If someone falls for an image of you they want to see (but which you willingly provide), how can you be hurt if they decide they don’t like the image? You can just laugh at them and claim, “Well you didn’t really know me, anyway”.
7. You have very strong opinions.
Strong opinions can be like a way of pushing others back. If you offer enough of them, or become known for them, others are scared off, or tiptoe around you. You thus avoid any real intimacy.
This sounds like me. What do I do?
There are ways to learn how to connect, if you are willing to put in the time and effort into what can be quite a learning curve.
The first step is to get out of denial about your fear of intimacy and admit that there is an issue.
Then you need to learn about what connection is or isn’t. This might mean a few good books on the subject, or reading our other articles, including:
But a fear of intimacy runs deep, right back to traumatic or difficult childhood experiences, so we often need help to overcome it.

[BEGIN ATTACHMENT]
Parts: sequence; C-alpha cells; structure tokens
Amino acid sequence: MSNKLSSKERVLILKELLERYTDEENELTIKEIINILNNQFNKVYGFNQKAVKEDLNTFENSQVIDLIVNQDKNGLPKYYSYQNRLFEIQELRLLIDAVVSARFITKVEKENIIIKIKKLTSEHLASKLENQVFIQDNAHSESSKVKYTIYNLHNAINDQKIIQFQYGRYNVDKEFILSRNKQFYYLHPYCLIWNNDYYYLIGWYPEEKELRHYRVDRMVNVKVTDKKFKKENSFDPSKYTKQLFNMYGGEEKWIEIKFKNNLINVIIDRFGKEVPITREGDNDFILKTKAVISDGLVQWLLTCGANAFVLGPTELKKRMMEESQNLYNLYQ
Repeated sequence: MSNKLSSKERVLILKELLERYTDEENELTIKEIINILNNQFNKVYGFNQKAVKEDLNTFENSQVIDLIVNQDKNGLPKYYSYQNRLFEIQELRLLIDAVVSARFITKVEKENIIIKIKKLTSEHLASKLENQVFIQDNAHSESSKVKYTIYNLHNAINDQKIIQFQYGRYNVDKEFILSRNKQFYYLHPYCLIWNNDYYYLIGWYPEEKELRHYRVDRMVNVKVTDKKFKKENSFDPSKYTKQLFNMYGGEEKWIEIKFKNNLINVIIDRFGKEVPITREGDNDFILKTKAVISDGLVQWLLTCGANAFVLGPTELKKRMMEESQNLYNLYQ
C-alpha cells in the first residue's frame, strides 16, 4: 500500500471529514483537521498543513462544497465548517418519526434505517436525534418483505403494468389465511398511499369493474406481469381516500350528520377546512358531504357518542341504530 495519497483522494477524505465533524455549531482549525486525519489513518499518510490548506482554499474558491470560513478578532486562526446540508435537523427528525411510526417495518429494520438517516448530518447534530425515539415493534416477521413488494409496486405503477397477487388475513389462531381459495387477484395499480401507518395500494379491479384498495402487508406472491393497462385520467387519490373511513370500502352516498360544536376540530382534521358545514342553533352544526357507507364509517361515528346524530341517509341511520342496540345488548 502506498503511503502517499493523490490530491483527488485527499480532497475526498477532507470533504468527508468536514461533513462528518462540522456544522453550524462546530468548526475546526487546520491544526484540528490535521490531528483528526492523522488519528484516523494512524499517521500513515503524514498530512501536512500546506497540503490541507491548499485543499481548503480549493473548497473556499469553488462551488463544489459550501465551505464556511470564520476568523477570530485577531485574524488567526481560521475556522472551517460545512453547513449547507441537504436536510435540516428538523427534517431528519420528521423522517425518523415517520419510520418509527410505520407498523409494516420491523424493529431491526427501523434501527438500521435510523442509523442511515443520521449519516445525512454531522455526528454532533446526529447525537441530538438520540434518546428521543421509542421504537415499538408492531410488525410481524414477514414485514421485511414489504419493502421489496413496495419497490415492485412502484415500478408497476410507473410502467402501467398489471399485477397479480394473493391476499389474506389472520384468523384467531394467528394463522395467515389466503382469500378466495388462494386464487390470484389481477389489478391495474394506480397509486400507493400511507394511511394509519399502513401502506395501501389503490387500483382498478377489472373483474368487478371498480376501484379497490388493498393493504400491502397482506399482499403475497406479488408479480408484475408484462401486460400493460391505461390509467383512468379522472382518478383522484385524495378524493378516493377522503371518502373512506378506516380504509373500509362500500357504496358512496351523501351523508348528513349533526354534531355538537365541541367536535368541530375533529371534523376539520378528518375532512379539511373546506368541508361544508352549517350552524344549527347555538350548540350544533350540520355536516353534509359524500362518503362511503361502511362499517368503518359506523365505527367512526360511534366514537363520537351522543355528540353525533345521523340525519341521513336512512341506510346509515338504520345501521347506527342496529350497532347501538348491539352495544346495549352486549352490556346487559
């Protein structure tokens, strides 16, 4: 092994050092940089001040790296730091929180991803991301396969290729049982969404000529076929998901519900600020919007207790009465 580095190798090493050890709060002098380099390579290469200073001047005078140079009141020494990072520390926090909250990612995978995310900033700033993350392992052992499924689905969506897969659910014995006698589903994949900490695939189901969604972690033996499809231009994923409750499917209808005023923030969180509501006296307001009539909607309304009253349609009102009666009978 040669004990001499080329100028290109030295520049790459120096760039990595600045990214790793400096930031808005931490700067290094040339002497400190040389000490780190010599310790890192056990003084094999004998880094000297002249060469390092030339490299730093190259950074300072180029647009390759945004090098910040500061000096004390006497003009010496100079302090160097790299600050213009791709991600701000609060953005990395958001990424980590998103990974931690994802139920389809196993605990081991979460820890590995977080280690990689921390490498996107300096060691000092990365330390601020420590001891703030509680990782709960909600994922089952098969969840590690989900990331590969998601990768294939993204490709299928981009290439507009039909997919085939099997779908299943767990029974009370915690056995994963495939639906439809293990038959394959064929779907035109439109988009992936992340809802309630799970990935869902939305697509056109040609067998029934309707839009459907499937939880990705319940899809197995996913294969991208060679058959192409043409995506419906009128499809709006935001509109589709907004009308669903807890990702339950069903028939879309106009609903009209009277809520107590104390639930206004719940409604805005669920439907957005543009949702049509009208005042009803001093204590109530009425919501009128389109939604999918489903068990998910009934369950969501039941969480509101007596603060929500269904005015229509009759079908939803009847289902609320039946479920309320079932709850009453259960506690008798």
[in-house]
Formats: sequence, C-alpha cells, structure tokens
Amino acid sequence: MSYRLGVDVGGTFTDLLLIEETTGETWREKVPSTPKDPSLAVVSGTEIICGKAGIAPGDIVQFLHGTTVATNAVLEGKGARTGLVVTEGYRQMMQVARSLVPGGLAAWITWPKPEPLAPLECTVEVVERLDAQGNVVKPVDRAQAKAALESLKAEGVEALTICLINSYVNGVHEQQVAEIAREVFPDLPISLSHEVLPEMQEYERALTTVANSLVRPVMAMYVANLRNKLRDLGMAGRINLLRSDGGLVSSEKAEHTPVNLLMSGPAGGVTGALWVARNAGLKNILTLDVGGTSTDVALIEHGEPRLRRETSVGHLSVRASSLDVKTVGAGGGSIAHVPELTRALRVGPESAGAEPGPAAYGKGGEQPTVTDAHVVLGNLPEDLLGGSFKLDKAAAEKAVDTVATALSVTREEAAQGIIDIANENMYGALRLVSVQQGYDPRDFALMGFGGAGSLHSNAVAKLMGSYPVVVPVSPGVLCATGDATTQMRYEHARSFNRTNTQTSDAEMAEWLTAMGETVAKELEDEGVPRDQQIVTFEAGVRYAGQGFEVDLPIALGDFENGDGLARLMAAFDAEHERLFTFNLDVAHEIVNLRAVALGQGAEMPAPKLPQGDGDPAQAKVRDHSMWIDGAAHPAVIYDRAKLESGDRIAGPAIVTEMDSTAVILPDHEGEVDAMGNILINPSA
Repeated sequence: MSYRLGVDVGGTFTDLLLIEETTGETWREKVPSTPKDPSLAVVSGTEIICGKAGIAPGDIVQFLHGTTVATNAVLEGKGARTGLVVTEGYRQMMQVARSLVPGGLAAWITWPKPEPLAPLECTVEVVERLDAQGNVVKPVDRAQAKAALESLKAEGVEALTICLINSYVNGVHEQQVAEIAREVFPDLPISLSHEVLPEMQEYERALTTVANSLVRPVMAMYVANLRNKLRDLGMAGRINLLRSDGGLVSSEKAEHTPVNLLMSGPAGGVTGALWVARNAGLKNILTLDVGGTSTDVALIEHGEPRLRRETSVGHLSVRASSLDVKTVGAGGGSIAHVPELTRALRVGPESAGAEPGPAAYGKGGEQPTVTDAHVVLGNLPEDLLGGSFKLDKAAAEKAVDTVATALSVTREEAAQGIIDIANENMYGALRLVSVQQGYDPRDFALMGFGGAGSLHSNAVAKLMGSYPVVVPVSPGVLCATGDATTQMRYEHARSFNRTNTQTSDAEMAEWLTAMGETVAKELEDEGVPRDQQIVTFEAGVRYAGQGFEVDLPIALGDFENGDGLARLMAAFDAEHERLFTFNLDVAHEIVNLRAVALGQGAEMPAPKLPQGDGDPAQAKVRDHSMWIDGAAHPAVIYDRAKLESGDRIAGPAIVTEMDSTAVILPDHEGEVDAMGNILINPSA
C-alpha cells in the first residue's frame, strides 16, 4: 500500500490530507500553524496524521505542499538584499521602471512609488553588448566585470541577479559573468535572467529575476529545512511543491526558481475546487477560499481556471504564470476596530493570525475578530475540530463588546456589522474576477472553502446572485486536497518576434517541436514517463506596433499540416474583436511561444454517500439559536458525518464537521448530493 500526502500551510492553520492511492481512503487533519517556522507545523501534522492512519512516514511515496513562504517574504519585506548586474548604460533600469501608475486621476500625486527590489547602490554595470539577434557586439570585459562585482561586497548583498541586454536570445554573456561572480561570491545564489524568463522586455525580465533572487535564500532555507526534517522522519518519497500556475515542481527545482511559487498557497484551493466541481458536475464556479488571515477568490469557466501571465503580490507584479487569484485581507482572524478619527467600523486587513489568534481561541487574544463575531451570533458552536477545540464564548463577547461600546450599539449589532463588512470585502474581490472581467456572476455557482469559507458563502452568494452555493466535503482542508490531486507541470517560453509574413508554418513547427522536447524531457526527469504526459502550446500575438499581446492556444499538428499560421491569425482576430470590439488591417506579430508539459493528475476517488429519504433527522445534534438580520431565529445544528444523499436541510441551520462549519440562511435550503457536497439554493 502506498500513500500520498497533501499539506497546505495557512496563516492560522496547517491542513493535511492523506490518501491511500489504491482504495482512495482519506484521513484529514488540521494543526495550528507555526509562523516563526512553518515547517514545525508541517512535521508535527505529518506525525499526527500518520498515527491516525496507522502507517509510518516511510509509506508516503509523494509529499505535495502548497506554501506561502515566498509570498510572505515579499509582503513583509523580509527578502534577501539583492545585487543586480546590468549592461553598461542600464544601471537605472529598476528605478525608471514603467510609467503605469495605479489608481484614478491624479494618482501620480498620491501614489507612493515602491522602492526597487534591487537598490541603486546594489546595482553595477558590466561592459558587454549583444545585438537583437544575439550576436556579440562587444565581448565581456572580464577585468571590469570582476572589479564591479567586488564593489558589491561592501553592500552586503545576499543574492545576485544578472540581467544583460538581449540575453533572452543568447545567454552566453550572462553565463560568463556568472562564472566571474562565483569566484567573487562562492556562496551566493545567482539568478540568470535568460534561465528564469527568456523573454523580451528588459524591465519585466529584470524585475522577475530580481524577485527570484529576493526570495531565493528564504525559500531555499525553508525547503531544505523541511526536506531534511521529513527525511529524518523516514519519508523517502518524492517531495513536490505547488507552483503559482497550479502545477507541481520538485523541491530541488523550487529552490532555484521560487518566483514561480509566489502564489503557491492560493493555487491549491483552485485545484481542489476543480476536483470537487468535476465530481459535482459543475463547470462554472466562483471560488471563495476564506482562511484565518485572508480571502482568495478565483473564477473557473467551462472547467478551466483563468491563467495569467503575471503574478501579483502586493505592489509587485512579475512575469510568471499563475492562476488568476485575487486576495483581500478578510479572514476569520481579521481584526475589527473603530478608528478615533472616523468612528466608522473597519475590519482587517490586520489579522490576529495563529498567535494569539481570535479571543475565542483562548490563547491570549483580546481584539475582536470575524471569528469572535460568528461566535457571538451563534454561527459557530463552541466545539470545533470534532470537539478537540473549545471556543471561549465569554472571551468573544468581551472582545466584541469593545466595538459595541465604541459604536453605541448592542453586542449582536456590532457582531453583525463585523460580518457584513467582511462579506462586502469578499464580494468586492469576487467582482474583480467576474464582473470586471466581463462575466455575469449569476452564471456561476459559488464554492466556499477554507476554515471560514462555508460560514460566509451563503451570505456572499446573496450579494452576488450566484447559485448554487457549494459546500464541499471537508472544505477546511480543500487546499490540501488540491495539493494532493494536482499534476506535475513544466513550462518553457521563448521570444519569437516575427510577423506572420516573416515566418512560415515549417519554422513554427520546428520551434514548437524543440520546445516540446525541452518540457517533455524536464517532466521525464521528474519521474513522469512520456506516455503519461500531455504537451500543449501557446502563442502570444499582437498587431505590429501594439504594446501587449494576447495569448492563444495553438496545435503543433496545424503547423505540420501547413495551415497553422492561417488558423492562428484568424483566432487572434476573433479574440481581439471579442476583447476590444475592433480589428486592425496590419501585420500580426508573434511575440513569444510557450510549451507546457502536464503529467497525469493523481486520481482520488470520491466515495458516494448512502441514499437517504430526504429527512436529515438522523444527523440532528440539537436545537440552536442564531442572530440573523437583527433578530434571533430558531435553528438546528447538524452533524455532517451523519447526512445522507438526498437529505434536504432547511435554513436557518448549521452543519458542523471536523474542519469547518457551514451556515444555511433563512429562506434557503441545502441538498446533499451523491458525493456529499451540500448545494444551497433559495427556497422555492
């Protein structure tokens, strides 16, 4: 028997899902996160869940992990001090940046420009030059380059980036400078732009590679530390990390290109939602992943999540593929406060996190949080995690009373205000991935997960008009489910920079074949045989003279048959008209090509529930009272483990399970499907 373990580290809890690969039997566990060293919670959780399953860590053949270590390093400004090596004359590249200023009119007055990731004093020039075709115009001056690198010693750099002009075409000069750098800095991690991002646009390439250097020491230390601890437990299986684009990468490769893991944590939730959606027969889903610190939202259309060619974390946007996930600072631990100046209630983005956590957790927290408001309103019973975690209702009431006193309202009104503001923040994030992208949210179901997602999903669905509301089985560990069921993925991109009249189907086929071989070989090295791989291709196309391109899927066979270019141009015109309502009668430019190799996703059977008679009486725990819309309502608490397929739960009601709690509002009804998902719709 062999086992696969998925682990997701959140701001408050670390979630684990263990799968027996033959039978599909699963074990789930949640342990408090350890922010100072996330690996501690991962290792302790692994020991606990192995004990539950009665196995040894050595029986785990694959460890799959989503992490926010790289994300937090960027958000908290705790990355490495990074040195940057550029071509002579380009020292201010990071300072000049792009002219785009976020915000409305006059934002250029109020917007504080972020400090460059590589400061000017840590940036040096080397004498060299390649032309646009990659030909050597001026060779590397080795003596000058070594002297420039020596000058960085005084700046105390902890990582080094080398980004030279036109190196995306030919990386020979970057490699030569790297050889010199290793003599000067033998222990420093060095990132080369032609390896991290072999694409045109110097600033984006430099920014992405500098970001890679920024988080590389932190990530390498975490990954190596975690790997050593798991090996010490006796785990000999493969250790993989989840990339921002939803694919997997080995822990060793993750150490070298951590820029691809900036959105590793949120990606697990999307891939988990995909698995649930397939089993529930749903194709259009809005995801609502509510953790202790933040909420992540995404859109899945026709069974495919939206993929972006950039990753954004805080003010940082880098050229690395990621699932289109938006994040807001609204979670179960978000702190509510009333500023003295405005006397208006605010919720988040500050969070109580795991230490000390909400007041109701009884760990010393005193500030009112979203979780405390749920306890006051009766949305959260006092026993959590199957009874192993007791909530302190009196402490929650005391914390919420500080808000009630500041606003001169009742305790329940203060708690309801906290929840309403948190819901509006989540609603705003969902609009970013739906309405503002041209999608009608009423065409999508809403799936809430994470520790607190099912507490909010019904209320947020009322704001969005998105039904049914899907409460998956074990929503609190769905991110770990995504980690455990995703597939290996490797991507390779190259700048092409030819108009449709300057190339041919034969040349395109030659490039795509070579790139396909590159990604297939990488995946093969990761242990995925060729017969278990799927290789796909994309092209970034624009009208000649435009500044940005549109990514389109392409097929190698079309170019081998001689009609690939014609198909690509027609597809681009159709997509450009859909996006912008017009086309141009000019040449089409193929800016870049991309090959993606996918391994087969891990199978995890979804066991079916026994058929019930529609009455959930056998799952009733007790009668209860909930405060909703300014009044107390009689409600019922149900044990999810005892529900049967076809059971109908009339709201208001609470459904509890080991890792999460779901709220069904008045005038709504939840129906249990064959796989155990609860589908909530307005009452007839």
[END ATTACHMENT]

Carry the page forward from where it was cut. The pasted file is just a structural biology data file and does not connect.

Therapy and overcoming a fear of intimacy
Therapy, at heart, is a relationship. For many, the therapist-client relationship is also their first time trusting another, and can be a place to try out ways of relating you can then take out into the world.
The wonderful thing about learning not to fear intimacy is that not only your intimate relationships improve. So, too, will your friendships, your ability to work with colleagues, and your capacity to actually create the life you want for yourself.
Need speak to someone about your fear of intimacy? Our new booking site Harleytherapy.com means you can be talking to a therapist by phone or Skype in the next 24 hours, and no matter where you are in the world.
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Andrea Blundell is a well-established mental health writer and lead writer of this blog. Her favourite subjects to write about are relationships, trauma, and ADHD. Find her on Linkedin and Twitter.
 Cruwys T, Dingle GA, Haslam C, Haslam SA, Jetten J, Morton TA. Social group memberships protect against future depression, alleviate depression symptoms and prevent depression relapse. Soc Sci Med. 2013 Dec;98:179-86. doi: 10.1016/j.socscimed.2013.09.013. Epub 2013 Sep 25. PMID: 24331897.
Holt-Lunstad J, Smith TB, Layton JB. Social relationships and mortality risk: a meta-analytic review. PLoS Med. 2010 Jul 27;7(7):e1000316. doi: 10.1371/journal.pmed.1000316. PMID: 20668659; PMCID: PMC2910600.